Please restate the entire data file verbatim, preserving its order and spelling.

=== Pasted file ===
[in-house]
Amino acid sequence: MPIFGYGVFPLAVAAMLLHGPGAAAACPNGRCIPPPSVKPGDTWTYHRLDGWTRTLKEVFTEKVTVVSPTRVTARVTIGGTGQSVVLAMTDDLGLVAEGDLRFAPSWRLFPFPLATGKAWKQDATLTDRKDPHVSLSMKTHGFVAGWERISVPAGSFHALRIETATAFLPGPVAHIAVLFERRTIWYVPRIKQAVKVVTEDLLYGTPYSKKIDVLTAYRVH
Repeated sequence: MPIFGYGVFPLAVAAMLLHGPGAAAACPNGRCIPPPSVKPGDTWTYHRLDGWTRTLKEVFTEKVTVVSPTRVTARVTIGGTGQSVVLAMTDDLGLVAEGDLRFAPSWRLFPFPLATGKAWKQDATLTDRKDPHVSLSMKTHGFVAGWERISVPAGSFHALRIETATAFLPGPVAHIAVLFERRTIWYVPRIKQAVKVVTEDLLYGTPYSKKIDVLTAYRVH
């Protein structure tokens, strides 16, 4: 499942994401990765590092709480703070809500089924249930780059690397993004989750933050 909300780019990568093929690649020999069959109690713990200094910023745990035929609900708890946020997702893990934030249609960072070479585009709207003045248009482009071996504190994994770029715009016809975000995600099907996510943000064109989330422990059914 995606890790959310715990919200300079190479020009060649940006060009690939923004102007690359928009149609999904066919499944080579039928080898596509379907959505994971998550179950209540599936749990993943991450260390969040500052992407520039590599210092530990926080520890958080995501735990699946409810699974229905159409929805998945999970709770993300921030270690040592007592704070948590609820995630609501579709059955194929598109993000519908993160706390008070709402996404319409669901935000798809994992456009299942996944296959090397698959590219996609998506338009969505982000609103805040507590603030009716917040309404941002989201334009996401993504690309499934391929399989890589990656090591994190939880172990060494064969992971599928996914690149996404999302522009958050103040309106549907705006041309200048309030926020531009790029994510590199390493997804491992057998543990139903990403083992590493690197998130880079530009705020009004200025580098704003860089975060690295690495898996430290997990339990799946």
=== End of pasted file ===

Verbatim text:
[in-house]
Amino acid sequence: MPIFGYGVFPLAVAAMLLHGPGAAAACPNGRCIPPPSVKPGDTWTYHRLDGWTRTLKEVFTEKVTVVSPTRVTARVTIGGTGQSVVLAMTDDLGLVAEGDLRFAPSWRLFPFPLATGKAWKQDATLTDRKDPHVSLSMKTHGFVAGWERISVPAGSFHALRIETATAFLPGPVAHIAVLFERRTIWYVPRIKQAVKVVTEDLLYGTPYSKKIDVLTAYRVH
Repeated sequence: MPIFGYGVFPLAVAAMLLHGPGAAAACPNGRCIPPPSVKPGDTWTYHRLDGWTRTLKEVFTEKVTVVSPTRVTARVTIGGTGQSVVLAMTDDLGLVAEGDLRFAPSWRLFPFPLATGKAWKQDATLTDRKDPHVSLSMKTHGFVAGWERISVPAGSFHALRIETATAFLPGPVAHIAVLFERRTIWYVPRIKQAVKVVTEDLLYGTPYSKKIDVLTAYRVH
């Protein structure tokens, strides 16, 4: 499942994401990765590092709480703070809500089924249930780059690397993004989750933050 909300780019990568093929690649020999069959109690713990200094910023745990035929609900708890946020997702893990934030249609960072070479585009709207003045248009482009071996504190994994770029715009016809975000995600099907996510943000064109989330422990059914 995606890790959310715990919200300079190479020009060649940006060009690939923004102007690359928009149609999904066919499944080579039928080898596509379907959505994971998550179950209540599936749990993943991450260390969040500052992407520039590599210092530990926080520890958080995501735990699946409810699974229905159409929805998945999970709770993300921030270690040592007592704070948590609820995630609501579709059955194929598109993000519908993160706390008070709402996404319409669901935000798809994992456009299942996944296959090397698959590219996609998506338009969505982000609103805040507590603030009716917040309404941002989201334009996401993504690309499934391929399989890589990656090591994190939880172990060494064969992971599928996914690149996404999302522009958050103040309106549907705006041309200048309030926020531009790029994510590199390493997804491992057998543990139903990403083992590493690197998130880079530009705020009004200025580098704003860089975060690295690495898996430290997990339990799946």